Today, Barkley and O’Neal are often at the forefront of the show’s edgier segments. Last month, the “Inside” crew played a version of “Jeopardy!” and Barkley sent the set into hysterics when he asked, “What is Wonder Woman?” in response to a prompt for a location. In many of the show’s more, let’s say, out-there segments, Smith is either silent or acting as kerosene, prodding the others to go further.
“We all bring a lot to the table,” O’Neal said in a phone interview. “It’s a corporation. Each guy owns 25 percent.”
But Smith said that executives at TNT had not given the hosts a talking-to about content since his early days on the set.
“It’s gotten to the point where the powers that be — how do I put this — they’re afraid to talk to us,” Smith said. “Because when you talk to us, we take it to the other extreme. And we will keep doing it to an extreme that makes everyone uncomfortable.” (Through a TNT spokeswoman, Smith later clarified that “afraid” had not been his intended word choice. According to the spokeswoman, Smith emphasized that the leadership team gave the stars freedom to express themselves and that that authenticity added to the show.)
Some of the show’s best-known moments have been of a serious note. Smith and Barkley disagreed about the protests in Ferguson, Mo., in 2014 and had a raw, authentic discussion. After the 2016 presidential election, the “Inside” hosts had an extended conversation about Donald J. Trump.
The segments Smith said he is most proud of are ones examining civil rights, such as when the show broadcast from the National Center for Civil and Human Rights in Atlanta. The willingness to engage in politics and more nonsports topics came when Barkley joined the show, Smith said.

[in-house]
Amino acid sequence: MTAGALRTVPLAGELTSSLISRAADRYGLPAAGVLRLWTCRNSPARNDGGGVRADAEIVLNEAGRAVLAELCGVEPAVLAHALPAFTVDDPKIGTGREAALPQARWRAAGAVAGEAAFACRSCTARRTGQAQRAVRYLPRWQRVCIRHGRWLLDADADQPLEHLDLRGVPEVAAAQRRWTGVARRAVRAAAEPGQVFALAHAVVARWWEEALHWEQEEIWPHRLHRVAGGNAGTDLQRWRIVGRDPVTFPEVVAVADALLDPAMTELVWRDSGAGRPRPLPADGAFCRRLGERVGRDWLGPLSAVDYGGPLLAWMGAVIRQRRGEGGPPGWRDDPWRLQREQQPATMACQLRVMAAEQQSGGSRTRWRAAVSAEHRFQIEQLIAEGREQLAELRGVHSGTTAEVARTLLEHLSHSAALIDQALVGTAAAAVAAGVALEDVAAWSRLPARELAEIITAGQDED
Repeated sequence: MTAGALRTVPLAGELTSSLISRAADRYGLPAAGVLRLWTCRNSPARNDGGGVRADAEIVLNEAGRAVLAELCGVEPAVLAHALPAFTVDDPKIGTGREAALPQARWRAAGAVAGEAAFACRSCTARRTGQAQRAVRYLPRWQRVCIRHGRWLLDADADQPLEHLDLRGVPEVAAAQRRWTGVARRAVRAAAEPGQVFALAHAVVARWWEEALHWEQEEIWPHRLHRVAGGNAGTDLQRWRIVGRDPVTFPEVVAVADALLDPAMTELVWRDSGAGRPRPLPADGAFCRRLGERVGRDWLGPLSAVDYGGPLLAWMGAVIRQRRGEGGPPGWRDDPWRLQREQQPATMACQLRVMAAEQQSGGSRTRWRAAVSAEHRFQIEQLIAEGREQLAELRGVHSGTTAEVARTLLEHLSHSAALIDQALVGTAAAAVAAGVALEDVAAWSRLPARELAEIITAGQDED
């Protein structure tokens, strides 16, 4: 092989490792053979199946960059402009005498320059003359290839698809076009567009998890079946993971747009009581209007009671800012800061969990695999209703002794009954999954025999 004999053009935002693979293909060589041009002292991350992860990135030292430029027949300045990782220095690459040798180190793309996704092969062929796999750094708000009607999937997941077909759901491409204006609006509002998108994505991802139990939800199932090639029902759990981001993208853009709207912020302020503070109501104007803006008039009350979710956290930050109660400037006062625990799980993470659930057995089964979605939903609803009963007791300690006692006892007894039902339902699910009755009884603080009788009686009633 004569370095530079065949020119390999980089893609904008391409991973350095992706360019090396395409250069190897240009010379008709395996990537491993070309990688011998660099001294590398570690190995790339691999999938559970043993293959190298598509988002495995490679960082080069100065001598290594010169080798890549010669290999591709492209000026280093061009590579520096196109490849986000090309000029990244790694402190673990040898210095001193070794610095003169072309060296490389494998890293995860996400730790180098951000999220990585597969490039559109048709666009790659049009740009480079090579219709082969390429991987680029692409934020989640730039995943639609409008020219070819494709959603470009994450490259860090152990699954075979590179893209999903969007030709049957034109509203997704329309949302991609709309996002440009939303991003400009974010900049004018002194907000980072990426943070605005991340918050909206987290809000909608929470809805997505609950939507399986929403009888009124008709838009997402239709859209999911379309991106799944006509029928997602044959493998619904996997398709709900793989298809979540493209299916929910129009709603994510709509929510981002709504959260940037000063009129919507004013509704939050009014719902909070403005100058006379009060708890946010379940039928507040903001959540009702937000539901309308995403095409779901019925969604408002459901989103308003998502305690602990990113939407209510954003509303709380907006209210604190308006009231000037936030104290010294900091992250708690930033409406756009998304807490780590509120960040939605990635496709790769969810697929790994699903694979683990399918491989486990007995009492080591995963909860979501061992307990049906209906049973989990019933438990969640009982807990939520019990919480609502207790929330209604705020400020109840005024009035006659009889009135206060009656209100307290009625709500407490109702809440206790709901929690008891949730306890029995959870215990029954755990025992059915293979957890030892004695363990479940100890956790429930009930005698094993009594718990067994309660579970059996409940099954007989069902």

“What Charles made me do was to be much more poignant and aware of my social thought process,” Smith said, adding: “Sometimes, his points are like a flashlight. And you can go: ‘Yeah, put that flashlight in that situation. It’s accurate.’ My job is to bring the floodlight to it.”
Smith, who grew up in Queens and played college basketball at the University of North Carolina, brings an everyman persona to the group. On and off the set, he is thoughtful, confident and charismatic. When the cameras roll, his best-known feature is jogging to what is referred to as the Big Board on a wall behind the desk, where he breaks down individual plays.
“I want my grandmother to understand it, and I also, and this is funny, I think about Hubie Brown, who is a great technical person — I want him to go, ‘Damn, that was a good point,’” Smith said, referring to the broadcaster. He relishes his role as someone who tries to broaden the game: “I think, at times, that is my role — a decipherer — and to break it down where every person can understand.”